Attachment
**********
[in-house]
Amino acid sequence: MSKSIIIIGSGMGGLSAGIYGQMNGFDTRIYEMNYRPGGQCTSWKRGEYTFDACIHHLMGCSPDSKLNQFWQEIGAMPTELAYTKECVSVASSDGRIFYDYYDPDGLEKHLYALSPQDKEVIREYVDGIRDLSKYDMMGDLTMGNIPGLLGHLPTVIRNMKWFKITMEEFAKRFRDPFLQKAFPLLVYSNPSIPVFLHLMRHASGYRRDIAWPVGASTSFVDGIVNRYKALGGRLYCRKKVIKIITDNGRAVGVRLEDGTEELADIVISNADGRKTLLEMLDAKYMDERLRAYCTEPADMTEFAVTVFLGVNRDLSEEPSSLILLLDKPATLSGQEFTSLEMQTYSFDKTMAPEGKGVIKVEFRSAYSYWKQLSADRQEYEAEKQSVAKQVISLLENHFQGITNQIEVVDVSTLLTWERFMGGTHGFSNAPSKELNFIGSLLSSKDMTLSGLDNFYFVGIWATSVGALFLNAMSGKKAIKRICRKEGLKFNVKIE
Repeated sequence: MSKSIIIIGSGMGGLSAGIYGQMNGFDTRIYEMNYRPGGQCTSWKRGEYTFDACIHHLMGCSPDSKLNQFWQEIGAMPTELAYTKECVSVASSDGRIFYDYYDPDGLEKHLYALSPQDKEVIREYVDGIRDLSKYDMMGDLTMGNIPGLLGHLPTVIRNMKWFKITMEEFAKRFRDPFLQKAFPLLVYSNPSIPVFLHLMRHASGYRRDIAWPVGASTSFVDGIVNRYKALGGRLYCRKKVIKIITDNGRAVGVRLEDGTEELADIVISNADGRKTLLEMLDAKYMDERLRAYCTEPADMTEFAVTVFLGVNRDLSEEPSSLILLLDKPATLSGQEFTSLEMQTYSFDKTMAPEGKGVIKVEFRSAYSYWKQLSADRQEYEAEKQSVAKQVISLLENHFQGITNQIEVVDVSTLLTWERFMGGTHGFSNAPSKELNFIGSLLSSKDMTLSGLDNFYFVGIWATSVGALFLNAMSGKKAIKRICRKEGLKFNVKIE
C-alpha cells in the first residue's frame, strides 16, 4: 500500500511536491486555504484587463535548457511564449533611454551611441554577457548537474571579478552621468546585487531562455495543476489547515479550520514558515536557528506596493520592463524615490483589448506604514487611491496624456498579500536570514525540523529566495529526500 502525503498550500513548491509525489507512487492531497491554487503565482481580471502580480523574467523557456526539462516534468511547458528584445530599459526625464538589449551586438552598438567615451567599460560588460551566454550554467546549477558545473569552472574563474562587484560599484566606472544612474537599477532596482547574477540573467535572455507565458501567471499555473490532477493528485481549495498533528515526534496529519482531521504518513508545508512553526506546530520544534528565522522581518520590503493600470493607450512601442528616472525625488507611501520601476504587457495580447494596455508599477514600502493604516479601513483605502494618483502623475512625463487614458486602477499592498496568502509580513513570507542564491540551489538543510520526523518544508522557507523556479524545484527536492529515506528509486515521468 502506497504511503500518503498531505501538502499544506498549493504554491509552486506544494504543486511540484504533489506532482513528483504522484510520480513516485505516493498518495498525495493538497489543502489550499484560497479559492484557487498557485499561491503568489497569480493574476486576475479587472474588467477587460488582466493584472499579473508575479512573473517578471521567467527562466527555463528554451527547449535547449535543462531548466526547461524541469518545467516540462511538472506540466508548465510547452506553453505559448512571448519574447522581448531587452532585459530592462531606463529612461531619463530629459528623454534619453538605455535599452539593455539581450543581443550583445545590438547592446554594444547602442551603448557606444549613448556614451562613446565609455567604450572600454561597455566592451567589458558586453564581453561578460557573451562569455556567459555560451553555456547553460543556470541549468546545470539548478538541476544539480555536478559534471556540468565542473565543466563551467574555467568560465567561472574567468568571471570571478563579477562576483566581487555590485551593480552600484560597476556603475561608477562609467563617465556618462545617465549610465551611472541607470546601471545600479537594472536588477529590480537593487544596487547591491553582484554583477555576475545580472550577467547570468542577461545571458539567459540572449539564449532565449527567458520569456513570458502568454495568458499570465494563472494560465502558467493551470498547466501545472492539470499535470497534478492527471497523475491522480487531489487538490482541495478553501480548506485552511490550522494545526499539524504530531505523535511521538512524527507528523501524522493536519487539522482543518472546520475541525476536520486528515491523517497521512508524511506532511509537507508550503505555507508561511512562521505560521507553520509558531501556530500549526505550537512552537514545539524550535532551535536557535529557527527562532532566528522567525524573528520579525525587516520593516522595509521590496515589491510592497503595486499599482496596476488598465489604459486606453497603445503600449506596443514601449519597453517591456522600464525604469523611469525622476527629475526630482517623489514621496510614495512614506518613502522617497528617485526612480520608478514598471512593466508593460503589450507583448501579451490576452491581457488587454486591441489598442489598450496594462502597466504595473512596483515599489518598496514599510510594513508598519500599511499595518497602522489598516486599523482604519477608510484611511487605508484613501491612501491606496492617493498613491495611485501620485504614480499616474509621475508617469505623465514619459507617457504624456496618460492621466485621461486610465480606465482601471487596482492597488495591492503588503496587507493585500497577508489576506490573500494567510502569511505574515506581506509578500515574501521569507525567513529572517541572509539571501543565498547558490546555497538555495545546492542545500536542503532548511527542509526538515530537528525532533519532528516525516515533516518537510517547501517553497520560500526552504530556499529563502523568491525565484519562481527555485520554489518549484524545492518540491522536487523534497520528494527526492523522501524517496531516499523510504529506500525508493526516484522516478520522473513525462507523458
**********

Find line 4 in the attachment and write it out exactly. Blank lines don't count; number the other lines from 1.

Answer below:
C-alpha cells in the first residue's frame, strides 16, 4: 500500500511536491486555504484587463535548457511564449533611454551611441554577457548537474571579478552621468546585487531562455495543476489547515479550520514558515536557528506596493520592463524615490483589448506604514487611491496624456498579500536570514525540523529566495529526500 502525503498550500513548491509525489507512487492531497491554487503565482481580471502580480523574467523557456526539462516534468511547458528584445530599459526625464538589449551586438552598438567615451567599460560588460551566454550554467546549477558545473569552472574563474562587484560599484566606472544612474537599477532596482547574477540573467535572455507565458501567471499555473490532477493528485481549495498533528515526534496529519482531521504518513508545508512553526506546530520544534528565522522581518520590503493600470493607450512601442528616472525625488507611501520601476504587457495580447494596455508599477514600502493604516479601513483605502494618483502623475512625463487614458486602477499592498496568502509580513513570507542564491540551489538543510520526523518544508522557507523556479524545484527536492529515506528509486515521468 502506497504511503500518503498531505501538502499544506498549493504554491509552486506544494504543486511540484504533489506532482513528483504522484510520480513516485505516493498518495498525495493538497489543502489550499484560497479559492484557487498557485499561491503568489497569480493574476486576475479587472474588467477587460488582466493584472499579473508575479512573473517578471521567467527562466527555463528554451527547449535547449535543462531548466526547461524541469518545467516540462511538472506540466508548465510547452506553453505559448512571448519574447522581448531587452532585459530592462531606463529612461531619463530629459528623454534619453538605455535599452539593455539581450543581443550583445545590438547592446554594444547602442551603448557606444549613448556614451562613446565609455567604450572600454561597455566592451567589458558586453564581453561578460557573451562569455556567459555560451553555456547553460543556470541549468546545470539548478538541476544539480555536478559534471556540468565542473565543466563551467574555467568560465567561472574567468568571471570571478563579477562576483566581487555590485551593480552600484560597476556603475561608477562609467563617465556618462545617465549610465551611472541607470546601471545600479537594472536588477529590480537593487544596487547591491553582484554583477555576475545580472550577467547570468542577461545571458539567459540572449539564449532565449527567458520569456513570458502568454495568458499570465494563472494560465502558467493551470498547466501545472492539470499535470497534478492527471497523475491522480487531489487538490482541495478553501480548506485552511490550522494545526499539524504530531505523535511521538512524527507528523501524522493536519487539522482543518472546520475541525476536520486528515491523517497521512508524511506532511509537507508550503505555507508561511512562521505560521507553520509558531501556530500549526505550537512552537514545539524550535532551535536557535529557527527562532532566528522567525524573528520579525525587516520593516522595509521590496515589491510592497503595486499599482496596476488598465489604459486606453497603445503600449506596443514601449519597453517591456522600464525604469523611469525622476527629475526630482517623489514621496510614495512614506518613502522617497528617485526612480520608478514598471512593466508593460503589450507583448501579451490576452491581457488587454486591441489598442489598450496594462502597466504595473512596483515599489518598496514599510510594513508598519500599511499595518497602522489598516486599523482604519477608510484611511487605508484613501491612501491606496492617493498613491495611485501620485504614480499616474509621475508617469505623465514619459507617457504624456496618460492621466485621461486610465480606465482601471487596482492597488495591492503588503496587507493585500497577508489576506490573500494567510502569511505574515506581506509578500515574501521569507525567513529572517541572509539571501543565498547558490546555497538555495545546492542545500536542503532548511527542509526538515530537528525532533519532528516525516515533516518537510517547501517553497520560500526552504530556499529563502523568491525565484519562481527555485520554489518549484524545492518540491522536487523534497520528494527526492523522501524517496531516499523510504529506500525508493526516484522516478520522473513525462507523458